In their use of leather, Brecht and his associates developed a threatening, militaristic stance, a poise encoded into the surface of the material they wore. Yet rather than suggesting rowdy aggression, it implied a calm spirit of resistance. It may, however, chiefly have been an attempt to disguise vulnerability.This strategy is demonstrated by Marieluise Fleißer, a friend of Brecht’s, in her novel Mehlreisende Frieda Geier.  The eponymous protagonist Frieda masks her vulnerability by wearing a black leather jacket to assert herself in a male-dominated world of car-driving salesmen. As a “girl driver,” she leaves the “classically female” sphere behind – a world associated with living rooms, warmth and an emphasis on emotions. She instead prefers the outside world – the world of the “frosts of freedom.”  These “frosts of freedom” refer to an industrialized and conventionally male-dominated world of technology, competitive struggle and daring bravado. In this glacier-like cosmos, Frieda learns to camouflage her feelings and present herself as confident and assertive. With a distant gaze that evinces coldness, she both confuses and fascinates her environment. It seems highly significant that when she revised her novel, Fleißer replaced the word “cold” with the term “non-female.” This edit makes clear how closely notions such as coldness, cool and independence were associated with masculinity in the 1920s, and how strongly they were conceived as a contrast to femininity.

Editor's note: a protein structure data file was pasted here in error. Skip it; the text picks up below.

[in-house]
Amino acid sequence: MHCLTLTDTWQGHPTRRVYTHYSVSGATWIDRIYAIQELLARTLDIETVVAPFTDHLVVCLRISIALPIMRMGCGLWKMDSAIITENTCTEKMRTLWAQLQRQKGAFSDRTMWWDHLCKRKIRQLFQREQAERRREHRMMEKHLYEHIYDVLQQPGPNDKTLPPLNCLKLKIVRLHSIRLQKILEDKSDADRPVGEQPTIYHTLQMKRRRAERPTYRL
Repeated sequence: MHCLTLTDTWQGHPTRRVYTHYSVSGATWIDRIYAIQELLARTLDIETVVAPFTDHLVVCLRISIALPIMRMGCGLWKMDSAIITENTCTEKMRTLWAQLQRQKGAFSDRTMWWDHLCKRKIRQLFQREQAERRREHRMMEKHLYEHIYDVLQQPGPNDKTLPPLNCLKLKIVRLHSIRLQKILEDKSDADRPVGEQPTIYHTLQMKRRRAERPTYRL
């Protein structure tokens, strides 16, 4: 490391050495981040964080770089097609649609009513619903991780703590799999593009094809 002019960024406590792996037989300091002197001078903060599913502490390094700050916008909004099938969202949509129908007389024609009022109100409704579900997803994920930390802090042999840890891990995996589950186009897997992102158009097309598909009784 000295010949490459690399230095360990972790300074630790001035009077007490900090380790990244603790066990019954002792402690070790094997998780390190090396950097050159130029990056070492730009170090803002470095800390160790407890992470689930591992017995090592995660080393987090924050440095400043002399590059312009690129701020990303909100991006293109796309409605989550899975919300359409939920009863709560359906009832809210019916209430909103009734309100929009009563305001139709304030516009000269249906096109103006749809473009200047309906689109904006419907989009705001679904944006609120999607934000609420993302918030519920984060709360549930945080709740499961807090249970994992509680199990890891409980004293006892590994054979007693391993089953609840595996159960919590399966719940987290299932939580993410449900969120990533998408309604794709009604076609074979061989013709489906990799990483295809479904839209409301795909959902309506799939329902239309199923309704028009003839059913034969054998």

Throughout this period, the phenomenon of women wearing leather jackets was regarded as exceedingly provocative. Their appearance amounted to a rejection of conventional notions of the feminine and suggested a lifestyle in opposition to traditional civic values. It comes, then, as no surprise when Frieda is denounced as a witch by her lover’s conservative mother. The mother can only make sense of her son’s attraction to this female car driver if the garçonne is in league with the dark forces of evil. Even Frieda’s lover, at first captivated by her otherness, later sees in her an ambassador of Satan when she refuses to subjugate herself to him. Seen in this light, Frieda’s “wicked” leather clothing is not only connoted with an atmosphere of freedom and the coolness of motor sports: It also symbolizes something dissonant that cannot be integrated into a traditional, harmonious order.